Have you ever found yourself so close to an animal you simply cannot fit its entire body into the frame? Or find yourself with a fantastic scene before you and all you have is your long telephoto lens, having left your wide-angle at home? Or further more you have your wide-angle lens with you but the subject would just be too small in the frame and the image would need some major cropping causing a great loss of valuable pixels to create the panorama you have in mind?

Composite image of crocodile lying on rocks

If you answered yes to any of the above, then shooting composites could be the solution for you. In this article I will talk you through some easy steps on how to shoot composites on your own. You will be shocked to see how easy this is. You don’t need any special skills, talents or any expensive photography equipment. All you need is the persistence to learn and perfect a technique.

First step:


When you have a scene in front of you that you think may work well as a composite. First activate your camera grid in the viewfinder. By activating your camera grid, you will be able to see grids of lines running horizontally and vertically across your camera’s viewfinder. You can use the camera grid to align against a specific landmark in the scene (e.g. the horizon) You will use these lines as a guide to help you to judge the level of the scene so that the alignment remains consistent across the series of pictures you will be taking for your composite.


Focus point grid view on the back of camera LCD
View of camera menu setting for grid view display
Virtual horizon on the back of Nikon DSLR LCD
DSLR camera grid view of focus points
DSLR camera LCD display of menu grid display setting
LCD display of virtual Horizon on a Canon

 Tip: Some DSLR cameras have a built in virtual horizon option that can be activated from your camera’s menu and will display in the same manner as a spirit level either in your view finder or on your LCD

One of the most important elements to keep in mind when capturing a composite is to maintain a realistic depth of field. There are two different methods I use to do this and which one I choose depends on the type of composite I am shooting, the two most popular situations you may find yourself in when shooting wildlife composites would be:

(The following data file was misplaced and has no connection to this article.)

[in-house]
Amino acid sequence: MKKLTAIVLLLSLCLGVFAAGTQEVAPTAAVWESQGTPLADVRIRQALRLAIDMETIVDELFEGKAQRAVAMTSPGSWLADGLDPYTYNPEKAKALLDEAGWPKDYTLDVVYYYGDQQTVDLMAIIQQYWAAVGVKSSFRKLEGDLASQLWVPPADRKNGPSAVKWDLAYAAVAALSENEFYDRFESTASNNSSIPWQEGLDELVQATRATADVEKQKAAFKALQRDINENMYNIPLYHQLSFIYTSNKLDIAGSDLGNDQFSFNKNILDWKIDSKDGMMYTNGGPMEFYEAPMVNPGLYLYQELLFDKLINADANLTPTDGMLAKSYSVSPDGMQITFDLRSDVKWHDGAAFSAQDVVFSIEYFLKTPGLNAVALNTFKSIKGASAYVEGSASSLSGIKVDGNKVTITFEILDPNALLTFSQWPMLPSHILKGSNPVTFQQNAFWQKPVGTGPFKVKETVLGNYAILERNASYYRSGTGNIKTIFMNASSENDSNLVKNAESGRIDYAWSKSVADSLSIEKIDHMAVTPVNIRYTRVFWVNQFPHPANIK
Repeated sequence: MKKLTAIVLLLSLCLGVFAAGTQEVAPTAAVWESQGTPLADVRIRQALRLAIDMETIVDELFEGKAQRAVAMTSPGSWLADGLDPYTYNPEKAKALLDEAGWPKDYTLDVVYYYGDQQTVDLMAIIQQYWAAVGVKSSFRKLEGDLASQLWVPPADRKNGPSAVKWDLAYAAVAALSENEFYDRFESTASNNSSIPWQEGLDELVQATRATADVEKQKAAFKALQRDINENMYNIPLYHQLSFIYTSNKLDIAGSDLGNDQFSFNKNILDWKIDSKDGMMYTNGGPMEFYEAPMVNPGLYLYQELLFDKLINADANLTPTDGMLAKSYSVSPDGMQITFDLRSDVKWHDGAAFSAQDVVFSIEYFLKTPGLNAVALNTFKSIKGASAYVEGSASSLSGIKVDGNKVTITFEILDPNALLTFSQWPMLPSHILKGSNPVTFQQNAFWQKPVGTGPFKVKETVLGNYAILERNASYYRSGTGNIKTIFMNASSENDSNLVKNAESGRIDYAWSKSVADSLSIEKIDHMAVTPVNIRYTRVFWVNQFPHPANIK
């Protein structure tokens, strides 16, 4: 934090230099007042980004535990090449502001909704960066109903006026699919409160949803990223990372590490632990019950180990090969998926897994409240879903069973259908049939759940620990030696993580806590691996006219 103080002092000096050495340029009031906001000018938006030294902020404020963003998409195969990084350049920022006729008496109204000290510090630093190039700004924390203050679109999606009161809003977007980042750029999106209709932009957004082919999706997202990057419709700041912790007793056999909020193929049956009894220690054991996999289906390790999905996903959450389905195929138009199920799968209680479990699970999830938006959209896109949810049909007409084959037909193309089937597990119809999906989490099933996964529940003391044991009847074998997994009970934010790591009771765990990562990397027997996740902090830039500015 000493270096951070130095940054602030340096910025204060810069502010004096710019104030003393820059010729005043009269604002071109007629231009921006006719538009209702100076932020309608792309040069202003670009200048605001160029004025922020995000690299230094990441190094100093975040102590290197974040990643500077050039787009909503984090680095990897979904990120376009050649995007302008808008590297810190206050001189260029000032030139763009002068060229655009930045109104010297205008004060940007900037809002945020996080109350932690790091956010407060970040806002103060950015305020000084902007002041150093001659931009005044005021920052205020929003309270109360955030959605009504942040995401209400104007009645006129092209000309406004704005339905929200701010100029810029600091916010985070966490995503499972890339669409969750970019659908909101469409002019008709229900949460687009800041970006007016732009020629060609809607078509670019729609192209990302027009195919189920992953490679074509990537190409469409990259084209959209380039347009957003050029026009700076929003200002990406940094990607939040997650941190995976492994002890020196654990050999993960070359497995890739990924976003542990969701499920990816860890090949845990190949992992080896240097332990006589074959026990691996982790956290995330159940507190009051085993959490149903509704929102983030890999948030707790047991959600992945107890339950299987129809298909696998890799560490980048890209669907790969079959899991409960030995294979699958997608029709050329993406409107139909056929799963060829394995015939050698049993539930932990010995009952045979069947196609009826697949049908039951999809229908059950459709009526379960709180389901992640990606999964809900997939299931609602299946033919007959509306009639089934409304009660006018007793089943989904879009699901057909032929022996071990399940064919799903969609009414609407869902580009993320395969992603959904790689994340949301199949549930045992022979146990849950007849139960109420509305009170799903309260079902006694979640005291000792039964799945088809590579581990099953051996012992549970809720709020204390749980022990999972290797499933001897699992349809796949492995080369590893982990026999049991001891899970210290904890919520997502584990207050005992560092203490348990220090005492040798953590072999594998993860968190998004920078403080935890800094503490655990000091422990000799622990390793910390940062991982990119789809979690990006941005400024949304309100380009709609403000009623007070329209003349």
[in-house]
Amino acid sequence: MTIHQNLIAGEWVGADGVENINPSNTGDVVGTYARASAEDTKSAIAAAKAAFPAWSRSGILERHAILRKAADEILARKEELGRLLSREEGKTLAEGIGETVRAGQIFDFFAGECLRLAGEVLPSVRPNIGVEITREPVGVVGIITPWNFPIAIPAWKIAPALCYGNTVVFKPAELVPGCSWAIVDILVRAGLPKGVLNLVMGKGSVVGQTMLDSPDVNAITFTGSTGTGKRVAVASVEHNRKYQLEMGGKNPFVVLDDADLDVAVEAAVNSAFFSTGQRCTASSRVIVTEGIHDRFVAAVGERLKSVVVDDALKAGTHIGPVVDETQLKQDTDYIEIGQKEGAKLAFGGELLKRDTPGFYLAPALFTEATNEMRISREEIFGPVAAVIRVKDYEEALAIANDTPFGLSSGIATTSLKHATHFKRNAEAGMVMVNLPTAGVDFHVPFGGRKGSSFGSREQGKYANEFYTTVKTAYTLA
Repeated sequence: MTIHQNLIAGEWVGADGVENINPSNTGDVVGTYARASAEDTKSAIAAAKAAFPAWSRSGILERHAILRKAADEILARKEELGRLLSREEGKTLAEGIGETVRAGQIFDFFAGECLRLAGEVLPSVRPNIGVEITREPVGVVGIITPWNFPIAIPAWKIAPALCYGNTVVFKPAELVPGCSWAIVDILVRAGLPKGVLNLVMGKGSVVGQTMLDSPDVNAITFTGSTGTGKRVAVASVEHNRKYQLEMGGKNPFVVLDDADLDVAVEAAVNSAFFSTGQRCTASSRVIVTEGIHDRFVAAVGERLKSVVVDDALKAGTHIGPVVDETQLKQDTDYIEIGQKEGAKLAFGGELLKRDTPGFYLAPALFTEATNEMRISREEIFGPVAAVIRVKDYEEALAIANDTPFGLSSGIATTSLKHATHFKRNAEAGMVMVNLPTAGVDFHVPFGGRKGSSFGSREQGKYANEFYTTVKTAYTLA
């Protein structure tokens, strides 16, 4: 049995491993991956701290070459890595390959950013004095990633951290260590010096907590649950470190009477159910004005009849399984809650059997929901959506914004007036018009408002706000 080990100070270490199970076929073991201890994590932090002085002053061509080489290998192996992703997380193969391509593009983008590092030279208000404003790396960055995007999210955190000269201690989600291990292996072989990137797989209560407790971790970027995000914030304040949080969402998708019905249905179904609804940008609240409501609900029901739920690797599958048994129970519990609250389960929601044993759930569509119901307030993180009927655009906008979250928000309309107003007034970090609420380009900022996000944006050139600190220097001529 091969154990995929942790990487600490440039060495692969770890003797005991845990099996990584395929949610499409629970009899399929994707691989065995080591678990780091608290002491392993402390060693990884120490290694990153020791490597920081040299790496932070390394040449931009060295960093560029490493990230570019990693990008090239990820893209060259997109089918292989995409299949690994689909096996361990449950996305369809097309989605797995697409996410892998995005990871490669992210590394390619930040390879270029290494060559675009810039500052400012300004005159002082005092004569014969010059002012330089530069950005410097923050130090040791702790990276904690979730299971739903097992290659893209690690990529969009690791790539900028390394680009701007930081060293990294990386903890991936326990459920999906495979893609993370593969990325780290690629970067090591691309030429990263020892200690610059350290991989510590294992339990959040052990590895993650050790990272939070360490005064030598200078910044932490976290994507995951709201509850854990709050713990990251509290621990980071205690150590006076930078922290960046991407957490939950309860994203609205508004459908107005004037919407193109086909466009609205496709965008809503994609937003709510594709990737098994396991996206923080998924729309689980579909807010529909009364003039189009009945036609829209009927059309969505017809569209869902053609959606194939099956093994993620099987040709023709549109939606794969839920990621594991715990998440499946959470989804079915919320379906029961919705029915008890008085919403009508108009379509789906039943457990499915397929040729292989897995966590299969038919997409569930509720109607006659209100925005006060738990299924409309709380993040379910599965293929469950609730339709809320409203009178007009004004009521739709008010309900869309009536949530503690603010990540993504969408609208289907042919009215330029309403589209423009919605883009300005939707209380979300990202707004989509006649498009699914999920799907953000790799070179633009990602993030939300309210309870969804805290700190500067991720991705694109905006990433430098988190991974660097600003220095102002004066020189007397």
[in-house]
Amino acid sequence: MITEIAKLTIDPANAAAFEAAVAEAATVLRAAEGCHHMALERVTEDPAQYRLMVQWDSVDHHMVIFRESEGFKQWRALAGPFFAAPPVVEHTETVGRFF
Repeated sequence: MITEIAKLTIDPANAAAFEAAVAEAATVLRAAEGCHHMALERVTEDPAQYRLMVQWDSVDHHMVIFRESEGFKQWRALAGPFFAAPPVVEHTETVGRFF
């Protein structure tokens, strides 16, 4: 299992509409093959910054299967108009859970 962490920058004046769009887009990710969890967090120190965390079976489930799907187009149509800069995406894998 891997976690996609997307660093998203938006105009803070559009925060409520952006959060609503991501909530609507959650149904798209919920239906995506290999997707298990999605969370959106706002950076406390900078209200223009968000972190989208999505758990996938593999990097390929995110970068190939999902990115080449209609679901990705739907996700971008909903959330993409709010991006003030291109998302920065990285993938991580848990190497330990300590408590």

1. Shooting a series of images of an animal close by in order to fit the entire animal into the frame as the end result.

2. Shooting a series of images of an animal/group of animals and including some background. Creating an animal in its environment as the final image.

Each one of these situations would require a slightly different approach and focusing technique.

1. How to shoot a series of close up images of an animal in order to fit the whole subject into the frame?

The most important factor is gauging at what angle the animal is lying in relation to you, for example 90 degrees to you so directly horizontal or at a slight angle like 45 degrees. The easier of these two is if the animal is at 90 degrees, in which case you can focus and shoot as normal for every image ensuring you focus on the animals body and you allow enough of an overlap, in these cases I will often overlap as much as 50%.

Leopard peacefully lying in grass

If the animal is at a slight angle to you things get a little trickier. If you were to focus along the body for every image you would probably find that you have areas of soft focus in various spots in the image and a depth of field that is a bit unrealistic. So the technique I use is to focus on and shoot the areas of most importance, in most forms of wildlife photography this would be the face, eye or head of the animal. So in order to ensure that I have the key areas sharp I would shoot my first shot with focus on the eye, as always, then move across for the next image with at least a 50% ,sometimes even more, overlap and shoot a second image with focus just behind the head, this would result in the eyes, face, head, and neck being in focus. After the second shot I would then lock my focus and keep it locked while I shoot the rest of the images, as required. In the finished image this would result in a more realistic depth of field.

2. Shooting a series of images of an animal/group of animals and including some background. Shooting an animal in its natural environment as the final image.

The second situation is the easiest of all. Because your subject will be a little distance from you, you should only need one image to include  your subject and that image should capture it completely in focus with a good depth of field, once you have captured this image lock your focus on the subject, keep it locked and then continuing to capture the rest of the scene.

Lioness lying in savanah

• Your movement and transition from one image to another is also very important. Once you have taken the first picture, pivot your upper body slightly to the left or right, remember to use the virtual horizon or gridlines to ensure you are on the same level. While pivoting, keep your arm firmly against your body and your hand should try to hold your camera as still as possible. Take the second picture, making sure that it overlaps the first picture by a minimum of 25%. Continue taking pictures in this way until you reach the other end of the scene you wish to take.

• Preview your pictures that you have taken. Check that the pictures are aligned properly as you go over them. You can use the horizon as guidance. You do not have to be perfect. A slight misalignment between the pictures is okay as it will not be noticeable in the finished image.

• Download your pictures to an editing software. (I use Adobe Lightroom)

There you have it! Being able to take panoramic pictures is not as difficult as it may seem to be. Give it a try, and you will be amazed at how easy this is.